We might think that knowing ourselves is an ego-centered thing, but by looking at ourselves, we begin to dissolve the walls that separate us from others.
Each Friday, we share three topical longreads in our Weekend Reader newsletter. This week, our editor-in-chief, Melvin McLeod, shares why Buddhism is the ultimate self-help
Reginald A. Ray argues that far from being a “lesser” practice, giving is central to all schools of Buddhism and essential to the relinquishment of ego.
This month, Stanley Kubrick’s sci-fi masterpiece, “2001: A Space Odyssey,” turns 50. “Dear White People” creator Justin Simien talked to Lion’s Roar about the film’s influence.
I was born male, but I’ve come to the conclusion that I’m actually a transgender woman. As a Buddhist, I feel conflicted by the teachings on no-self.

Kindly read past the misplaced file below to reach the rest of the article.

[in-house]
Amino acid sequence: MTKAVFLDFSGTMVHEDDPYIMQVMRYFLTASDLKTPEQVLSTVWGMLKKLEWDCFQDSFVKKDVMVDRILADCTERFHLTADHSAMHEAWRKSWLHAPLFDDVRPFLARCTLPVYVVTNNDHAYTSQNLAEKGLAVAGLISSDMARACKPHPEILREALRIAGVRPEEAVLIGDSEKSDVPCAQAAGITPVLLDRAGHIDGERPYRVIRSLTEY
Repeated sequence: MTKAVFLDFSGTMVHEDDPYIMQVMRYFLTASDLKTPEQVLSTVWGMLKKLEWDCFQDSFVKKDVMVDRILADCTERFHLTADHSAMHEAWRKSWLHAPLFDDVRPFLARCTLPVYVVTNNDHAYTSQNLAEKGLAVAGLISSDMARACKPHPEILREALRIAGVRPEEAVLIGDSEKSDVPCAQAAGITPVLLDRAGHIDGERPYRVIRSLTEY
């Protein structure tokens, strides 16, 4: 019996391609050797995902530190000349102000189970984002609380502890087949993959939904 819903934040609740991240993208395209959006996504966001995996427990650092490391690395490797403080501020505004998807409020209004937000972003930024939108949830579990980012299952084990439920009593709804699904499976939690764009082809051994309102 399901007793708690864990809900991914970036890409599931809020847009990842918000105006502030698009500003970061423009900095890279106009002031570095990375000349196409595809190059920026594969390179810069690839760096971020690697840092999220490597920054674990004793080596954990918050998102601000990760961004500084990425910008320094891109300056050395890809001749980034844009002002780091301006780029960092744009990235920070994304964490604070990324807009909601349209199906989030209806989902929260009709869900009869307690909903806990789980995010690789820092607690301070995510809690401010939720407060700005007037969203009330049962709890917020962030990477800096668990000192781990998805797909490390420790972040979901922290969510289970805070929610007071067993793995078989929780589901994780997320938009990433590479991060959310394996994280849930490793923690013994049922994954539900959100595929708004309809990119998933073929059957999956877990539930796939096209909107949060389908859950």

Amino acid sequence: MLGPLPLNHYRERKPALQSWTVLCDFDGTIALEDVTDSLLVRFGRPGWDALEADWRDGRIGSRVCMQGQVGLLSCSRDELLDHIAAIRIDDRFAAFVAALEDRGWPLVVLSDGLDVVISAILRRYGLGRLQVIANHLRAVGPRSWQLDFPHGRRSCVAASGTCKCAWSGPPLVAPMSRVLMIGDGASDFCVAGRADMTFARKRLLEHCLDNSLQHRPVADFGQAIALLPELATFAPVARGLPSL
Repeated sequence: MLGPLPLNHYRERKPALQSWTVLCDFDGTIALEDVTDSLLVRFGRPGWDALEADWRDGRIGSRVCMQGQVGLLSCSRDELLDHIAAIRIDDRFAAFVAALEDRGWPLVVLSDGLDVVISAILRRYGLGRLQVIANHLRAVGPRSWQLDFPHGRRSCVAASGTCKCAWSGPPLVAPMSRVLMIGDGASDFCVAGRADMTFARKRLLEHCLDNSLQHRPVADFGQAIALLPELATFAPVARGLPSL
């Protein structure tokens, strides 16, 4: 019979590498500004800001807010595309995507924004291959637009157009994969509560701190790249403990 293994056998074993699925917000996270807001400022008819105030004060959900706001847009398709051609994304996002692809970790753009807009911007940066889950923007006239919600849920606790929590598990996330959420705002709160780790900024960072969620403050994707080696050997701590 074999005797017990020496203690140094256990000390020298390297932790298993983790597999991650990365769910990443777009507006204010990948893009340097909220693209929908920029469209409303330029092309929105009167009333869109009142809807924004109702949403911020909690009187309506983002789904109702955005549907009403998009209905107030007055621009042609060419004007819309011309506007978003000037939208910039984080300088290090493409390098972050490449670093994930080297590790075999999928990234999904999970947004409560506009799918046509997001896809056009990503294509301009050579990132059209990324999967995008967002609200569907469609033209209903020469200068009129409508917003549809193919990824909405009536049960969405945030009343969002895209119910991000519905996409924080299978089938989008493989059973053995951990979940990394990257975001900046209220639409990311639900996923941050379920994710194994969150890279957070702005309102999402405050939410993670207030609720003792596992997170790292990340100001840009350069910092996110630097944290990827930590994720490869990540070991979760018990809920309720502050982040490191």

The fear so many of us are feeling these days can stress us into freezing our world and getting caught up in dualism. But, says Sakyong Mipham Rinpoche, we can get past that by practicing mindfulness and gentleness.
We believe deeply in ourselves as personalities, says Ajahn Sumedho, each committed to the reality of our own personal history and distinctive traits.
Author and Zen teacher Ezra Bayda say our Buddhist practice involves cultivating awareness of our addictions to comfort, self-judgement, thoughts, identities, and fears.
An increasing number of scientific researchers are referencing and drawing on Buddhism in their studies, especially in the field of neuroscience.
Geri Larkin tells us that when we honestly dare to be ordinary, the wisdom of the universe opens up for us. Joy happens. We feel free.